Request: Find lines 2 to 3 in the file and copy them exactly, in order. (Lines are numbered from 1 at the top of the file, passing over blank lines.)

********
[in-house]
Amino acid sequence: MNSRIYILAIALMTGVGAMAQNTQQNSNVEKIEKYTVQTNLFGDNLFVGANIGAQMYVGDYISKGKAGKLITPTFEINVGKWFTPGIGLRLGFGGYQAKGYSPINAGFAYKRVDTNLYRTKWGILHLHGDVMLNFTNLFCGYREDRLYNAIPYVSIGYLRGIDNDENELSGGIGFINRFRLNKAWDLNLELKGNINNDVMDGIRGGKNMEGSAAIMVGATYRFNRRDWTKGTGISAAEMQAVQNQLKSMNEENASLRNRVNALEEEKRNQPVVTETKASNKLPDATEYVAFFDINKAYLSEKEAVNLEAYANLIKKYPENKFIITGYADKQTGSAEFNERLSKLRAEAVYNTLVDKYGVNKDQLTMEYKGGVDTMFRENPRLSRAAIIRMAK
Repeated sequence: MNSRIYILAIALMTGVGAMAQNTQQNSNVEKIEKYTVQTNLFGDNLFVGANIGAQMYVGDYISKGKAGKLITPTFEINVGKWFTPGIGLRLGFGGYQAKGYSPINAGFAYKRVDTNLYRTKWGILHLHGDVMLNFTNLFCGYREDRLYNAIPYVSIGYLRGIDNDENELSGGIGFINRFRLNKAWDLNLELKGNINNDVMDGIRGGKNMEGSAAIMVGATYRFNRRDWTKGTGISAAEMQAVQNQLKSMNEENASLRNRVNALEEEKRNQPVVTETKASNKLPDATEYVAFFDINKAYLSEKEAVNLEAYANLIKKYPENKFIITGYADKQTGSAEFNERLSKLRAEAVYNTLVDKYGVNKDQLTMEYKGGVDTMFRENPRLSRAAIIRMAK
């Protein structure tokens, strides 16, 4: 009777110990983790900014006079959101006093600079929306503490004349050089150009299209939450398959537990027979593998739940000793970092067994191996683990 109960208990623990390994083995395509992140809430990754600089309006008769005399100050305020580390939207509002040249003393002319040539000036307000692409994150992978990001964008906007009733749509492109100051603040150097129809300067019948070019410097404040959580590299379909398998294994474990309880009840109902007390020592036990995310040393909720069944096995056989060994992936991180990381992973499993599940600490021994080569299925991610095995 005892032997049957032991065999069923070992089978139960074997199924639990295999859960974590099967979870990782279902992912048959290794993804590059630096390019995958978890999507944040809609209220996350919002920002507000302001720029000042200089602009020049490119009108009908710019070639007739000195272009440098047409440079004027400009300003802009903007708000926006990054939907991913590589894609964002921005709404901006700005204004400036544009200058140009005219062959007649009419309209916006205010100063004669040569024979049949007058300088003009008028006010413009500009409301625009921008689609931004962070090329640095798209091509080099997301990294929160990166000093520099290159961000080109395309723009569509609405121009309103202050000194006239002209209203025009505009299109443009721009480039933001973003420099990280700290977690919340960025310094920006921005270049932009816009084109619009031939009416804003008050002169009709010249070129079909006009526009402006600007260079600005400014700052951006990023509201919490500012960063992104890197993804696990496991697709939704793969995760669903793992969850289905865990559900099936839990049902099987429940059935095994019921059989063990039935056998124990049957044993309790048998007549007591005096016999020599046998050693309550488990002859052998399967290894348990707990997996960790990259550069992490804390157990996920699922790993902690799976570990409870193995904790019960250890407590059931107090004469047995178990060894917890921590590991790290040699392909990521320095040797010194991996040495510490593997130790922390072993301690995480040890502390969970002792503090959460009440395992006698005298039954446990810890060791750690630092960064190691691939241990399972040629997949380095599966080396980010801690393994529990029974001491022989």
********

Amino acid sequence: MNSRIYILAIALMTGVGAMAQNTQQNSNVEKIEKYTVQTNLFGDNLFVGANIGAQMYVGDYISKGKAGKLITPTFEINVGKWFTPGIGLRLGFGGYQAKGYSPINAGFAYKRVDTNLYRTKWGILHLHGDVMLNFTNLFCGYREDRLYNAIPYVSIGYLRGIDNDENELSGGIGFINRFRLNKAWDLNLELKGNINNDVMDGIRGGKNMEGSAAIMVGATYRFNRRDWTKGTGISAAEMQAVQNQLKSMNEENASLRNRVNALEEEKRNQPVVTETKASNKLPDATEYVAFFDINKAYLSEKEAVNLEAYANLIKKYPENKFIITGYADKQTGSAEFNERLSKLRAEAVYNTLVDKYGVNKDQLTMEYKGGVDTMFRENPRLSRAAIIRMAK
Repeated sequence: MNSRIYILAIALMTGVGAMAQNTQQNSNVEKIEKYTVQTNLFGDNLFVGANIGAQMYVGDYISKGKAGKLITPTFEINVGKWFTPGIGLRLGFGGYQAKGYSPINAGFAYKRVDTNLYRTKWGILHLHGDVMLNFTNLFCGYREDRLYNAIPYVSIGYLRGIDNDENELSGGIGFINRFRLNKAWDLNLELKGNINNDVMDGIRGGKNMEGSAAIMVGATYRFNRRDWTKGTGISAAEMQAVQNQLKSMNEENASLRNRVNALEEEKRNQPVVTETKASNKLPDATEYVAFFDINKAYLSEKEAVNLEAYANLIKKYPENKFIITGYADKQTGSAEFNERLSKLRAEAVYNTLVDKYGVNKDQLTMEYKGGVDTMFRENPRLSRAAIIRMAK